Planes, trains and automobiles face a new challenger. Hyperloop is taking them all on, with its promise of lightning-fast green transport.

This idea has certainly burst into the public consciousness – as you can tell from the frequent media coverage. Just a couple of weeks ago, I watched a talk by Bibop Gresta, chairman and cofounder at Hyperloop Transportation Technologies (HTT). It was part of the Tech XLR8 trade show, within London Tech Week. His panel had drawn a pretty sizeable crowd, so it was obvious a lot of people were interested.

To see an investment return, you need more than just hype. Today, we’ll pick apart this vision, and see if the business case stacks up.

What is Hyperloop?

At its simplest, Hyperloop is a nearly airless tube. Inside, pods are propelled electrically – potentially at staggering speeds. It’s rather like the London Underground, crossed with Concorde. Tracks could run above ground, on stilts – or be buried in tunnels.

Inside, the moving pods are held above the floor – meaning friction will be minimised. This levitation trick is by accomplished by an air or magnetic cushion, depending on design. Low air resistance means that Hyperloop pods can travel staggeringly fast – far faster than an airliner. Once at speed, there is very little energy consumption. This efficiency helps keep operating costs down. There’s also no need for constant equipment upgrades – unlike in the airline industry, where planes are often scrapped in the name of fuel efficiency. What’s more, the use of electrical power means that Hyperloop can use renewable energy – just like a train. This approach could make today’s air travel look dirty and slow, by comparison.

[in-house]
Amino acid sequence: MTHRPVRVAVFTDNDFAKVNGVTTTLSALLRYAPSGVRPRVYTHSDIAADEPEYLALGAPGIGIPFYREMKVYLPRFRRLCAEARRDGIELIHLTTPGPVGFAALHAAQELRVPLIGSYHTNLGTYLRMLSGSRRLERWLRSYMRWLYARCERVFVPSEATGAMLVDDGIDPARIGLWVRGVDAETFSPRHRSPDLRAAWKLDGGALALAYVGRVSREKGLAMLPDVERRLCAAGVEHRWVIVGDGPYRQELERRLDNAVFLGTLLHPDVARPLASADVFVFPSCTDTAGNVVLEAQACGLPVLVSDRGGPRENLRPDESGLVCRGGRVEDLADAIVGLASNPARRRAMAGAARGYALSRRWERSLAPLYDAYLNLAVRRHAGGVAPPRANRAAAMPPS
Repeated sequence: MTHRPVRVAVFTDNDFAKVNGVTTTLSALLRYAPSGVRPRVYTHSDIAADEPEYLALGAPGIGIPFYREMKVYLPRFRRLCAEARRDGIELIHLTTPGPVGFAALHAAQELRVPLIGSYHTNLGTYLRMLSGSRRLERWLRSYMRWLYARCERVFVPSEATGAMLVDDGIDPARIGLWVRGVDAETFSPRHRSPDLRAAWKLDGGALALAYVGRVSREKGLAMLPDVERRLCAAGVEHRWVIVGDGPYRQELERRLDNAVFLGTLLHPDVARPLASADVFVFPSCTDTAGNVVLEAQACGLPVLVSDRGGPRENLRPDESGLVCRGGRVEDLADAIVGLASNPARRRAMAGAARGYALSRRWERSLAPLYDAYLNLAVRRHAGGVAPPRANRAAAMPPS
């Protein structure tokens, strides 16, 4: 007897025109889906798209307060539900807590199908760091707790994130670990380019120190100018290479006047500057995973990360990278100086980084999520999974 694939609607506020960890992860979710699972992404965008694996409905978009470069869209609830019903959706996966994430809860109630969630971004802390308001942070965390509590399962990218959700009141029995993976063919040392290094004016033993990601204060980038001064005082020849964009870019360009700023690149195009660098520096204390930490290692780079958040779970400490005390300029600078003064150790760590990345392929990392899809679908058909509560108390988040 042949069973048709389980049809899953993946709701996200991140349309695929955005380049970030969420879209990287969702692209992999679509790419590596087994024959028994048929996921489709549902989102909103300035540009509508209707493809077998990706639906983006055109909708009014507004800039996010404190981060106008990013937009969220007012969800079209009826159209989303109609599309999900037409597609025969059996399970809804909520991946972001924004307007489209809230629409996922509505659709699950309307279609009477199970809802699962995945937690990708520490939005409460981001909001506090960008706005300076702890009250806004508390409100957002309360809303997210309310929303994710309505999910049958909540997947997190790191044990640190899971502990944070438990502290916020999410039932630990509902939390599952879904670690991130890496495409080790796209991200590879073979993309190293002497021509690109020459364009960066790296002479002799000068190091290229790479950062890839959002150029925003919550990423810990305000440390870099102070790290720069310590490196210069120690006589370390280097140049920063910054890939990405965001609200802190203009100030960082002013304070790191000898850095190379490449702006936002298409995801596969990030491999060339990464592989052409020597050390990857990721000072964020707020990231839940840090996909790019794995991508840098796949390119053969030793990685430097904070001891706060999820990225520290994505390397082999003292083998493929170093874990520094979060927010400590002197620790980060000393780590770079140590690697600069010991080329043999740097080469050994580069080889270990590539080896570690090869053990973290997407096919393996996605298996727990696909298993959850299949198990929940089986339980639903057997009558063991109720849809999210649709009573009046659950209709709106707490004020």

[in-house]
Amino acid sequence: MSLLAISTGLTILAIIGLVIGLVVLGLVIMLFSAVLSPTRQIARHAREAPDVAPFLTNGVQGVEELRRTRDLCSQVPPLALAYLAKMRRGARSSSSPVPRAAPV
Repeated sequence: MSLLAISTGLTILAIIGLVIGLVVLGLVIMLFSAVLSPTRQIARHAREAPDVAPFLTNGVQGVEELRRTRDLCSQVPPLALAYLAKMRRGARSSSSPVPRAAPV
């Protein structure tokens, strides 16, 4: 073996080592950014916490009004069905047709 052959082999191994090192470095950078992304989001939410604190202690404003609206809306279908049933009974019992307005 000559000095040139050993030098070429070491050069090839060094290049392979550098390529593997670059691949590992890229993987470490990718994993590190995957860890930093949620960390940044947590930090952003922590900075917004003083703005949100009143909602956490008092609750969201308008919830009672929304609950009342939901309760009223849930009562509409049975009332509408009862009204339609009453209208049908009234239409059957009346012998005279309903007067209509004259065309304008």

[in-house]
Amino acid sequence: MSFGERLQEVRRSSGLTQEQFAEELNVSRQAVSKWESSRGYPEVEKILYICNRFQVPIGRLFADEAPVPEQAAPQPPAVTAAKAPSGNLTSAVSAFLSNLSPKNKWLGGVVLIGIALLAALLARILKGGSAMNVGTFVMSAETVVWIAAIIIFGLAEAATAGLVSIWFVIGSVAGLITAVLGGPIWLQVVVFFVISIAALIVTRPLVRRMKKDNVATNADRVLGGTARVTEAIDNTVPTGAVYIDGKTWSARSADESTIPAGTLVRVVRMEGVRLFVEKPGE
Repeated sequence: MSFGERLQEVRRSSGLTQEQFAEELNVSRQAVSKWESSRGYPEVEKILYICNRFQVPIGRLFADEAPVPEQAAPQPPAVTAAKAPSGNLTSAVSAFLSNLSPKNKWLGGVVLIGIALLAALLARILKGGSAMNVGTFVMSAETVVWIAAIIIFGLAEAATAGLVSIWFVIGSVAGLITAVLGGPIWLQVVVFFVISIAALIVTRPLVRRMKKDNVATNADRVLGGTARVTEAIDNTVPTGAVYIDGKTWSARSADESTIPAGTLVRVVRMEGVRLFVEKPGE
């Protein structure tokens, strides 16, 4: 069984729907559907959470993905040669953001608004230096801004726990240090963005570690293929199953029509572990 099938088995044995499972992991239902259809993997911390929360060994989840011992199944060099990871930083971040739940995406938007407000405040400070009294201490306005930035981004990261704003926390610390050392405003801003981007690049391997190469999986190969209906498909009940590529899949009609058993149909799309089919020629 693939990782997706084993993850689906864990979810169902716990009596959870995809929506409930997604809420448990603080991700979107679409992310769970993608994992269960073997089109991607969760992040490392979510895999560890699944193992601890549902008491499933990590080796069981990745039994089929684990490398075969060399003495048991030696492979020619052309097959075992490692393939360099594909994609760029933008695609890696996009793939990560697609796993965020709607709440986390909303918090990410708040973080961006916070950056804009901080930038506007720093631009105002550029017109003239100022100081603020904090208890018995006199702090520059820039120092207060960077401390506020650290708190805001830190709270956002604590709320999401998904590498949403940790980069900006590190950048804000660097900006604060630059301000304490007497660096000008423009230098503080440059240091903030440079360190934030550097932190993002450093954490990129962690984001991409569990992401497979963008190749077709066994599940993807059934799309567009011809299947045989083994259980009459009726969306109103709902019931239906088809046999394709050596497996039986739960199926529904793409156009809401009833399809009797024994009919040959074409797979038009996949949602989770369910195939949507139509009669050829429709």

Where did Hyperloop come from?

Elon Musk created the idea behind Hyperloop – or at least resurrected it, from its early 20th century roots. You may know Musk for his spectacularly-successful Tesla. This firm encompasses the next generation of automobile technology, and is also fast becoming the dominant player in stationary batteries. Musk additionally founded SpaceX – which is the most successful private spaceflight company, by far.

However, being a bit busy with spaceships ‘n’ stuff, Musk open-sourced the Hyperloop idea. The approach is now being commercialised by HTT, and Hyperloop One.  Musk’s previous feats of technology and economics should reassure you that the basic idea of Hyperloop is likely to be pretty sensible – even if he’s ultimately not involved in the firm that leads in the sector.

Hyperloop makes HS2 look like something the Victorians could have built

You may remember our “Day in 2050” series. One storyline was about how a Hyperloop was built near the derelict wreckage of HS2. Now, that’s just a story – and I’m not HS2 detractor. Nevertheless, there are early plans to bring Hyperloop to the UK – and this could mean a London-Manchester journey of around 20 minutes. You’d probably struggle to do it faster in a fighter jet – if you included taxiing, take-off and landing. That’s revolutionary in terms of convenience – and it could also be price-competitive, too.

Hyperloop could well be a revolution

This concept might sound like a pipe dream – but in fact it’s a relatively sensible technology proposition. Furthermore, Hyperloop technology is getting some serious buy-in from the public sector. That’s vital, bearing in mind it’s fundamentally an infrastructure play.

Hyperloop One is already in serious talks with the Indian government – and HTT has also put in a proposal. If this deployment is successful, it will be an example of a leapfrog technology – as India could skip conventional high-speed rail, altogether.

We’ve seen leapfrogging before, in mobile phones. Africans now have near-universal access to cellphone networks. By contrast, they don’t generally use fixed-line phones. Particularly in rural areas, the mobile phone network has simply leapfrogged the infrastructure we Westerners are familiar with.